Sunday, 16 November 2008

Standard Practice

You know how it is. You go rummaging about in old cardboard boxes looking for one thing and end up finding fifteen things you weren't. This Saturday's foray into a cold garage (Albion lorry badge hanging up on a rusty nail) resurrected an early 1950's Leicester Official Handbook. I can't even start to tell you the joys suddenly released from the ever-so-slightly damp pages, but here's one. I was born half way up a cul-de-sac in Wigston Fields, and there are those who say I've spent all my time since crawling up the other half. My elder brothers were much older, so I took my pleasures on my own in exploring, inch by inch, my neighbourhood. A red letter day came when I reached the pub at the bottom of the road and I watched the Holes Newark Ales yellow brewery dray unloading wooden barrels at the Royal Oak. But next door to the pub was something much more exciting. This was Browett's service depot, where they maintained the ranks of newly-bought little grey Ferguson tractors and red and yellow Massey-Harris combines and muck spreaders. Such was the post-war demand, Browetts signed-up a fleet of Standard Vanguard vans with the evocative tractor silhouette. I just stared and stared at them over a fence that has been air-brushed from this picture. You can hear the manager can't you, the evening before this picture was taken: "I want all mobile engineers to be here with their vans (washed) at eight in the morning".

10 comments:

A F-A said...

Great photo isn't it? Given the links between M-F and Standard, I bet there was a good deal done there - and it's a real tribute to Sir Harry that I bet there are lots more Fergies extant than Vanguards!

Toby Savage said...

Hate to lower the tone, but I'm pretty sure it was old man Browlett who was done for cottaging in Abbey Park about 15 years ago. I had the dubious pleasure of photographing the interior of the Gents to prove the Policeman could not have seen what he alleged he saw, from where he claimed to have seen it. Another triumph for British justice.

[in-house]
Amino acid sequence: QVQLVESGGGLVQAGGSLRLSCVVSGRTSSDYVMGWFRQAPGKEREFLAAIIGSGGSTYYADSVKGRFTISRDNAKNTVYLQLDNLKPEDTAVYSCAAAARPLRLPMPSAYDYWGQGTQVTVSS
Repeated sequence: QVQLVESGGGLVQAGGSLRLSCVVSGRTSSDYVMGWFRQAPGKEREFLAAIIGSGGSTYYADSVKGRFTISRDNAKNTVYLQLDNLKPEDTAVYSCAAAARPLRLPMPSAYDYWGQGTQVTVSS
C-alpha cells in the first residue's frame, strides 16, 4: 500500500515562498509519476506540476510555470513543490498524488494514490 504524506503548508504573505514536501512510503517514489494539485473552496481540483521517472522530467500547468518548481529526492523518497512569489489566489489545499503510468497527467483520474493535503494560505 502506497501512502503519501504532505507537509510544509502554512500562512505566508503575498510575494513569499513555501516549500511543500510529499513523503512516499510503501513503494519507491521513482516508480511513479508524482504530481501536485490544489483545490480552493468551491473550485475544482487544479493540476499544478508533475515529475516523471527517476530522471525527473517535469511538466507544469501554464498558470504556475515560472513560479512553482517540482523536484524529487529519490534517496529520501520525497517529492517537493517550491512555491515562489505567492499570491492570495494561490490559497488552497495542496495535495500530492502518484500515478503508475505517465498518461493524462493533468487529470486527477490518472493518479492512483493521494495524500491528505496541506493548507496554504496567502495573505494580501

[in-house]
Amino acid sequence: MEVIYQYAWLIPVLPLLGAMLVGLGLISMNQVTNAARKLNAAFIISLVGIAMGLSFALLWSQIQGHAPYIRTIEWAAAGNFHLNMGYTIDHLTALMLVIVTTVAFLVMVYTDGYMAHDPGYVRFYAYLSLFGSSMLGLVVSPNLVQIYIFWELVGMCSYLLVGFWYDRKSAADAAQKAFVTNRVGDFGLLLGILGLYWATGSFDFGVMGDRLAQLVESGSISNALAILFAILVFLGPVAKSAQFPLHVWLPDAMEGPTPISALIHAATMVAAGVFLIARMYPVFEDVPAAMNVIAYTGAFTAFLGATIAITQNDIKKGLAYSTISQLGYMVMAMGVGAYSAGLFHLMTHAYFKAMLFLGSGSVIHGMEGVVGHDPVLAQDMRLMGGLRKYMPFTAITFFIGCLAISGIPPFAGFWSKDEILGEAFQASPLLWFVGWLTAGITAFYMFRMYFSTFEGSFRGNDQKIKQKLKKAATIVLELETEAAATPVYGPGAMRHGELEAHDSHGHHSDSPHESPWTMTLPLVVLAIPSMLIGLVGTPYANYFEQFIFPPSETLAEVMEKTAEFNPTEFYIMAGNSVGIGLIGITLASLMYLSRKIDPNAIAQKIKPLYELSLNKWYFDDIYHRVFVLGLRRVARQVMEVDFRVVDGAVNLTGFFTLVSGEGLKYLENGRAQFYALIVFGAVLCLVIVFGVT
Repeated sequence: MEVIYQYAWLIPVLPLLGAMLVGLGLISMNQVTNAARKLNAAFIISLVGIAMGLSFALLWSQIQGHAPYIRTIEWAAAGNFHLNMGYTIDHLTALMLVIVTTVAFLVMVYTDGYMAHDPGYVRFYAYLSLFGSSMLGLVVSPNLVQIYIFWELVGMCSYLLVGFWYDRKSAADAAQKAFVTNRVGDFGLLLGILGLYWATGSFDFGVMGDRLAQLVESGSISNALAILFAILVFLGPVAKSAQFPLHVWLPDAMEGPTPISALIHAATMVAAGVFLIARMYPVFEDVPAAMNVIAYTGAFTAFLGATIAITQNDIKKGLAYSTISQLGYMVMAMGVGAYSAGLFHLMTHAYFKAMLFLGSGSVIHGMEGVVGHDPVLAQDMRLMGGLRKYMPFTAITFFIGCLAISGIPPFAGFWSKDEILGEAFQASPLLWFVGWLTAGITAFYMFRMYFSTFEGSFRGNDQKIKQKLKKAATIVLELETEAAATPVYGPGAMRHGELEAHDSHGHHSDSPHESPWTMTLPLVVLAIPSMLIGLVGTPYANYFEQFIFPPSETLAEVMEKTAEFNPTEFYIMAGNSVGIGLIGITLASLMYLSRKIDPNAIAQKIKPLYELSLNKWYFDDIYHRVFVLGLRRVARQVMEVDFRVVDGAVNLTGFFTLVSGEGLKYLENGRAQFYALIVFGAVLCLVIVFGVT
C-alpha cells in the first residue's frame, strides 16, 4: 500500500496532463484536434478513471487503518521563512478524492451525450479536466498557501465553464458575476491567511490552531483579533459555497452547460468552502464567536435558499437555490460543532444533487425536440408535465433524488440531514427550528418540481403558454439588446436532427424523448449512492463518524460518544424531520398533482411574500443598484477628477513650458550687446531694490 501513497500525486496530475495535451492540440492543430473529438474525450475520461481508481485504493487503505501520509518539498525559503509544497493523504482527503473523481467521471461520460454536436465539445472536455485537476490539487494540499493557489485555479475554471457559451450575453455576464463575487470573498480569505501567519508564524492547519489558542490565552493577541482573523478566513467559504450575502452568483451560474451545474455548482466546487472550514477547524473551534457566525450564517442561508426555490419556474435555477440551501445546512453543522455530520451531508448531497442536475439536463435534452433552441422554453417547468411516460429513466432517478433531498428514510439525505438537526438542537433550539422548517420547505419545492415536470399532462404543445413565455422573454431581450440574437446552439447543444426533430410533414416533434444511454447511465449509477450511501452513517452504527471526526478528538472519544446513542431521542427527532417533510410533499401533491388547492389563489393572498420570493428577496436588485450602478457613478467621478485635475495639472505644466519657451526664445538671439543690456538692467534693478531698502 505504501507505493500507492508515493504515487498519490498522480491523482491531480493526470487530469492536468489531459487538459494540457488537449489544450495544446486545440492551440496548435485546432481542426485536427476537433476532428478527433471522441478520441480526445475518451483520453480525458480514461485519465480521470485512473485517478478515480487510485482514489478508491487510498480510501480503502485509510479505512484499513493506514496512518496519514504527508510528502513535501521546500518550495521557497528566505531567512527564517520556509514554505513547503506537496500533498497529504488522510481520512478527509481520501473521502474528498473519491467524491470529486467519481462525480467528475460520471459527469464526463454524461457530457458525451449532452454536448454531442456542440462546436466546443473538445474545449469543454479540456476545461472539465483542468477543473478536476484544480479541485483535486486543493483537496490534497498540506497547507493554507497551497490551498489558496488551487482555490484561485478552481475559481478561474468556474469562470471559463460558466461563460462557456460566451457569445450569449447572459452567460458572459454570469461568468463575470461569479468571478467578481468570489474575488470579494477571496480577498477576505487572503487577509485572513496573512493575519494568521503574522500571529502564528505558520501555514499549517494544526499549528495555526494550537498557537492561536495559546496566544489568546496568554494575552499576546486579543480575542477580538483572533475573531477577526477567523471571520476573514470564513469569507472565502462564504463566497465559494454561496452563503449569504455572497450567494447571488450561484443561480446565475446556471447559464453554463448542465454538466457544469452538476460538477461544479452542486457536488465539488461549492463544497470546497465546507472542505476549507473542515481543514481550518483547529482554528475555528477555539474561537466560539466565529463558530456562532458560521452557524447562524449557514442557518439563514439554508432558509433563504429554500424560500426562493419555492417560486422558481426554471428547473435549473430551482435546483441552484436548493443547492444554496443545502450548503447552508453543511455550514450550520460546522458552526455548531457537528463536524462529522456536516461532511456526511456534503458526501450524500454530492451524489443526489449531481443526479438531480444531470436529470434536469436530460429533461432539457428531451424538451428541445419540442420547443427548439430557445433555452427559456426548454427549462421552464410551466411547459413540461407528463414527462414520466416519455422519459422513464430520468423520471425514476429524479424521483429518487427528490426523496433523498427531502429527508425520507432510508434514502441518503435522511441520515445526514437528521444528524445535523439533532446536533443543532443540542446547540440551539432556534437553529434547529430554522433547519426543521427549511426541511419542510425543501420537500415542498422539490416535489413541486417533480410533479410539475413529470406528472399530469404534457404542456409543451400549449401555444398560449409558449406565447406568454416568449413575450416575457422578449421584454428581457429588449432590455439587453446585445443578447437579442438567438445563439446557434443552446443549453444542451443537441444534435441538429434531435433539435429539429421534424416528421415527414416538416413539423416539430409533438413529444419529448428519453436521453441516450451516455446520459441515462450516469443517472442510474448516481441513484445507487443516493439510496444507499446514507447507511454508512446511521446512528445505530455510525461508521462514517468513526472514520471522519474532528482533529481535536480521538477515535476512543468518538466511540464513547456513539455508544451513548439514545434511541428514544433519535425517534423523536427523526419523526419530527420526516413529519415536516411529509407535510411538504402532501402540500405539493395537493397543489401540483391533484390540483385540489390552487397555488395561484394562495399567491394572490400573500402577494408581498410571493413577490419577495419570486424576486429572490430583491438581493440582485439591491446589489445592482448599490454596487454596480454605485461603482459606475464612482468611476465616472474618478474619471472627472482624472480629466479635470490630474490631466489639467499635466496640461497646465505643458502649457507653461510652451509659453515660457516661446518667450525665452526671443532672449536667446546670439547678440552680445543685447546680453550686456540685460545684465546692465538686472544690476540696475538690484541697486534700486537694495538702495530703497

Peter Ashley said...

Another dream shattered.

A F-A said...

Obviously set a rather low public Standard...ho ho ho!

Ron Combo said...

Life is a Vale of Tears and nothing more.
If he'd got caught cottaging now he'd probably get a street named after him, a lifetime's supply of choirboys and a weekly show on Radio 2.

Jon Dudley said...

Leaving the cottaging to one side for a moment...the Ferguson System logo is a gem isn't it. We had a Standard Vanguard saloon for a bit, reliable, dull and hopeless for ploughing without a three point linkage. Great photograph though, and it looks as if there's a radio mast atop the roof...did they have radio contact with their service vans?...very Dan Dare if they did.

Peter Ashley said...

Now you come to mention it Jon, they did have radios. You can just see the aerials on top of the vans. As a child I probably thought they were for receiving The Archers whilst in transit.

Philip Wilkinson said...

Interesting idea naming a car Standard. I suppose the idea was evoke 'Gold Standard' rather than the depressing term 'bog standard' which is so prevalent today. 'Bog standard' - does that bring us back to cottaging?

Peter Ashley said...

I am reliably informed by my neighbour that Standard got into trouble with using this name. Their export markets didn't want to be associated with what they perceived was 'standard' ie: no frills, certainly not de luxe. Standard refused to think about changing the name, and the rest is automotive history.

A F-A said...

Reginald Maudslay is reputed to have said "I want my car to be composed purely of those components whose principles have been tried and tested and accepted as reliable standards. In fact, I will name my car the Standard car." Later, of course,the Union Flag (or Standard) was incorporated into the logo.